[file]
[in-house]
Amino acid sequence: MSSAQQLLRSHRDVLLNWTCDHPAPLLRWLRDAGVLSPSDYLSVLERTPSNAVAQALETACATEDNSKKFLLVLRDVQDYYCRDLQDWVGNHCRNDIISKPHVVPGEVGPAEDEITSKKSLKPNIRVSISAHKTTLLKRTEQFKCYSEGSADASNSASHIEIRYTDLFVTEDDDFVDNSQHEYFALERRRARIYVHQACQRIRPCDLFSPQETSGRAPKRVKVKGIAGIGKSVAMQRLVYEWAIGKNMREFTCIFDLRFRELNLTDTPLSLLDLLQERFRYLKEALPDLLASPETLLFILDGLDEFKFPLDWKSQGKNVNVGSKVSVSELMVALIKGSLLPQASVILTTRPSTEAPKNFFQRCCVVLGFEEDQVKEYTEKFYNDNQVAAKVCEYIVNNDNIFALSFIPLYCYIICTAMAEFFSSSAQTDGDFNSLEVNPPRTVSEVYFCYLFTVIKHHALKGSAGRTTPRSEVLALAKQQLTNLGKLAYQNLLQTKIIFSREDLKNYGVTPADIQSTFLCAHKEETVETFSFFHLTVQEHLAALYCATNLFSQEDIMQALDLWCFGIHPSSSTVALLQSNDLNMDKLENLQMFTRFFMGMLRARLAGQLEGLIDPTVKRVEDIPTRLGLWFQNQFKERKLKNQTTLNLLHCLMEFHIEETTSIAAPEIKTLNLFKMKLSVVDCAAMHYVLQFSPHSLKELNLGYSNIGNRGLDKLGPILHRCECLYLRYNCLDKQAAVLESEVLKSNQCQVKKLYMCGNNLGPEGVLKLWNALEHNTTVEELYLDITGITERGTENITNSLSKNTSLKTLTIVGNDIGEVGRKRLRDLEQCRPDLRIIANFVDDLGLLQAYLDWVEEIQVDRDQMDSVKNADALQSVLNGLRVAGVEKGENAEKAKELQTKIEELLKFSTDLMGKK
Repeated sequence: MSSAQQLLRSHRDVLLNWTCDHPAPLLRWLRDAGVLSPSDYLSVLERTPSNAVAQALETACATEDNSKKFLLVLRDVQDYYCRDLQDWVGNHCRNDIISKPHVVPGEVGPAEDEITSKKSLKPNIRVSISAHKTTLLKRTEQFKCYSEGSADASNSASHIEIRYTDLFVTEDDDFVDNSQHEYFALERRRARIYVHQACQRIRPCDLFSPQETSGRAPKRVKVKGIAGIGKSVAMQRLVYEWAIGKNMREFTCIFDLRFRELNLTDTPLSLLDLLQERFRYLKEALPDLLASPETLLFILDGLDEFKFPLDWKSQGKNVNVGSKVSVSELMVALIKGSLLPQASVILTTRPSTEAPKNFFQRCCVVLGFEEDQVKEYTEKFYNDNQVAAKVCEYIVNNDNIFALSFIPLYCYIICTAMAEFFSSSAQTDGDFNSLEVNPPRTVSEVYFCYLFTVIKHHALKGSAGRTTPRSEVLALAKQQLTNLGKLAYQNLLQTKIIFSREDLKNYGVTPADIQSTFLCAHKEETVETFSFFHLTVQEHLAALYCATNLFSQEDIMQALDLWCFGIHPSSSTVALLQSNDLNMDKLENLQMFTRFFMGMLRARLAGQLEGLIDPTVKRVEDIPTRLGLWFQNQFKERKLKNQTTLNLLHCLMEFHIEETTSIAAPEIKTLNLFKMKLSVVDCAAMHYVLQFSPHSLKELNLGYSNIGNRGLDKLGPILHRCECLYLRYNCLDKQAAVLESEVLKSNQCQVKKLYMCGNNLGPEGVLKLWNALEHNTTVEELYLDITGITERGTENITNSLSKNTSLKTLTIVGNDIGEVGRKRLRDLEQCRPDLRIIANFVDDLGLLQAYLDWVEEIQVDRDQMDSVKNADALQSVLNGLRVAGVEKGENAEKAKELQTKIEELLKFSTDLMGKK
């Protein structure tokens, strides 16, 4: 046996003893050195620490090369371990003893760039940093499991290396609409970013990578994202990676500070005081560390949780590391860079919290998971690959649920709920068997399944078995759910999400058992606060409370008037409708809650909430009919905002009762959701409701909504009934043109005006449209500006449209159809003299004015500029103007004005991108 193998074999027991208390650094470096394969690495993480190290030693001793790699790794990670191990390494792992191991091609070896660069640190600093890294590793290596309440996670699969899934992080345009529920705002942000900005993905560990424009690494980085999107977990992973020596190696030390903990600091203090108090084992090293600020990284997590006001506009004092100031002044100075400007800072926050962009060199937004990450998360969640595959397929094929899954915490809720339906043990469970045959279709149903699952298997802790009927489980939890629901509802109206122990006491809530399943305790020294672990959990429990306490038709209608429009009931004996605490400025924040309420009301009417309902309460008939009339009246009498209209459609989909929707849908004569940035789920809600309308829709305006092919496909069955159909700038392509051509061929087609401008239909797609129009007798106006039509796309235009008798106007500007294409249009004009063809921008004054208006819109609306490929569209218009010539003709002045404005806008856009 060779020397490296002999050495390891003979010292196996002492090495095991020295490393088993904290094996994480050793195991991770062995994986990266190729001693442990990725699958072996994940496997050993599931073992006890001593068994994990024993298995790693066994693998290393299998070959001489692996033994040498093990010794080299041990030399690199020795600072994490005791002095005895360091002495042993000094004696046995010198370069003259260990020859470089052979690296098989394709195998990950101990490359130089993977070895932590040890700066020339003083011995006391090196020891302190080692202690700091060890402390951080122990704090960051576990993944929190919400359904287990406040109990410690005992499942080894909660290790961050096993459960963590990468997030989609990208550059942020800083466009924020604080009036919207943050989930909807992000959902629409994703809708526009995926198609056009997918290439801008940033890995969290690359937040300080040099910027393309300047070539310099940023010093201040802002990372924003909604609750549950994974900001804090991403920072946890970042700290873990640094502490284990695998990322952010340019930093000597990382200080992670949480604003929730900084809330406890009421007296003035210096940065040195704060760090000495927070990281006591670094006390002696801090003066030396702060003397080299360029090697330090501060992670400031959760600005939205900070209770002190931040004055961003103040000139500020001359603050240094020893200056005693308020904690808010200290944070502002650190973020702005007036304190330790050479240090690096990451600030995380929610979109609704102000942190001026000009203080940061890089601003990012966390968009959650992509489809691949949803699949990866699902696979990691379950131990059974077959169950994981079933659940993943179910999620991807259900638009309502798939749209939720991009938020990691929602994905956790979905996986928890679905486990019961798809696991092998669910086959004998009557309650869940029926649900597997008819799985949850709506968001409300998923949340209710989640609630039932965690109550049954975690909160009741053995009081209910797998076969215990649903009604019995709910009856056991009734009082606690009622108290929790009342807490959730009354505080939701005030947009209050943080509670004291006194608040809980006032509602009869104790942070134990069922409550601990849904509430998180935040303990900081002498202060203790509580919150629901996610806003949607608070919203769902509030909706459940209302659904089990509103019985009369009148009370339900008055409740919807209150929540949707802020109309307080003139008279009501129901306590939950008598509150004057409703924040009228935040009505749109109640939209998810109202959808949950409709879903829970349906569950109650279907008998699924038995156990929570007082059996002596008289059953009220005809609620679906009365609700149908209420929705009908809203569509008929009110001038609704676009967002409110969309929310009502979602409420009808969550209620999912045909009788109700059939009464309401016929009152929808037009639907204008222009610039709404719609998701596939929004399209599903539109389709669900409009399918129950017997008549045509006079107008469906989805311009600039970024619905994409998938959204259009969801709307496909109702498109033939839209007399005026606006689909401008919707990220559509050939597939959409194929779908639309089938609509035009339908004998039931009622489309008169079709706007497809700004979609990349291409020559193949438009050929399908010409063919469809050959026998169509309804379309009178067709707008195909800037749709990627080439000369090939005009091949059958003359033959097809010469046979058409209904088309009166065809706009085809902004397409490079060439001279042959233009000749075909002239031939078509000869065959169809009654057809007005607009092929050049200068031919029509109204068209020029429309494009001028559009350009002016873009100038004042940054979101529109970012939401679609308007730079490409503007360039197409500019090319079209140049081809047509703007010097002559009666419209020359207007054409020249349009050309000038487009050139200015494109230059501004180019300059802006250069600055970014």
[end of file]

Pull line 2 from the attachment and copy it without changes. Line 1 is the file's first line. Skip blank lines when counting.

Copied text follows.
Amino acid sequence: MSSAQQLLRSHRDVLLNWTCDHPAPLLRWLRDAGVLSPSDYLSVLERTPSNAVAQALETACATEDNSKKFLLVLRDVQDYYCRDLQDWVGNHCRNDIISKPHVVPGEVGPAEDEITSKKSLKPNIRVSISAHKTTLLKRTEQFKCYSEGSADASNSASHIEIRYTDLFVTEDDDFVDNSQHEYFALERRRARIYVHQACQRIRPCDLFSPQETSGRAPKRVKVKGIAGIGKSVAMQRLVYEWAIGKNMREFTCIFDLRFRELNLTDTPLSLLDLLQERFRYLKEALPDLLASPETLLFILDGLDEFKFPLDWKSQGKNVNVGSKVSVSELMVALIKGSLLPQASVILTTRPSTEAPKNFFQRCCVVLGFEEDQVKEYTEKFYNDNQVAAKVCEYIVNNDNIFALSFIPLYCYIICTAMAEFFSSSAQTDGDFNSLEVNPPRTVSEVYFCYLFTVIKHHALKGSAGRTTPRSEVLALAKQQLTNLGKLAYQNLLQTKIIFSREDLKNYGVTPADIQSTFLCAHKEETVETFSFFHLTVQEHLAALYCATNLFSQEDIMQALDLWCFGIHPSSSTVALLQSNDLNMDKLENLQMFTRFFMGMLRARLAGQLEGLIDPTVKRVEDIPTRLGLWFQNQFKERKLKNQTTLNLLHCLMEFHIEETTSIAAPEIKTLNLFKMKLSVVDCAAMHYVLQFSPHSLKELNLGYSNIGNRGLDKLGPILHRCECLYLRYNCLDKQAAVLESEVLKSNQCQVKKLYMCGNNLGPEGVLKLWNALEHNTTVEELYLDITGITERGTENITNSLSKNTSLKTLTIVGNDIGEVGRKRLRDLEQCRPDLRIIANFVDDLGLLQAYLDWVEEIQVDRDQMDSVKNADALQSVLNGLRVAGVEKGENAEKAKELQTKIEELLKFSTDLMGKK